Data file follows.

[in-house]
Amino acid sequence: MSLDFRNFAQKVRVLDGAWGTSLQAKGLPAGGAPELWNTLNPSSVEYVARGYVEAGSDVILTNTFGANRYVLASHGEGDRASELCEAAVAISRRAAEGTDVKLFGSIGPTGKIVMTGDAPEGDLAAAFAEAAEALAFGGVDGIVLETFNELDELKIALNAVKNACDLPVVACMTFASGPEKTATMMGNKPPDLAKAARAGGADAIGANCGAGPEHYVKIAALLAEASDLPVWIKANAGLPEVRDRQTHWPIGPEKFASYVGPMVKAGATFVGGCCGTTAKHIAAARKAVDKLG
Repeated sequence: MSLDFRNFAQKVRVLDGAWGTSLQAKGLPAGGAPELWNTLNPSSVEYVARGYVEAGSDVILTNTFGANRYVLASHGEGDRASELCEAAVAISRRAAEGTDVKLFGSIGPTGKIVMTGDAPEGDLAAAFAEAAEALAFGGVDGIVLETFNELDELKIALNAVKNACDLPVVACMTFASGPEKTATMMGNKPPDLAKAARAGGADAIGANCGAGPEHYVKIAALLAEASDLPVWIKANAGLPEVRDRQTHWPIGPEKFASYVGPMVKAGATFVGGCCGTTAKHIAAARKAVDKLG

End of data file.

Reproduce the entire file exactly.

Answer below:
[in-house]
Amino acid sequence: MSLDFRNFAQKVRVLDGAWGTSLQAKGLPAGGAPELWNTLNPSSVEYVARGYVEAGSDVILTNTFGANRYVLASHGEGDRASELCEAAVAISRRAAEGTDVKLFGSIGPTGKIVMTGDAPEGDLAAAFAEAAEALAFGGVDGIVLETFNELDELKIALNAVKNACDLPVVACMTFASGPEKTATMMGNKPPDLAKAARAGGADAIGANCGAGPEHYVKIAALLAEASDLPVWIKANAGLPEVRDRQTHWPIGPEKFASYVGPMVKAGATFVGGCCGTTAKHIAAARKAVDKLG
Repeated sequence: MSLDFRNFAQKVRVLDGAWGTSLQAKGLPAGGAPELWNTLNPSSVEYVARGYVEAGSDVILTNTFGANRYVLASHGEGDRASELCEAAVAISRRAAEGTDVKLFGSIGPTGKIVMTGDAPEGDLAAAFAEAAEALAFGGVDGIVLETFNELDELKIALNAVKNACDLPVVACMTFASGPEKTATMMGNKPPDLAKAARAGGADAIGANCGAGPEHYVKIAALLAEASDLPVWIKANAGLPEVRDRQTHWPIGPEKFASYVGPMVKAGATFVGGCCGTTAKHIAAARKAVDKLG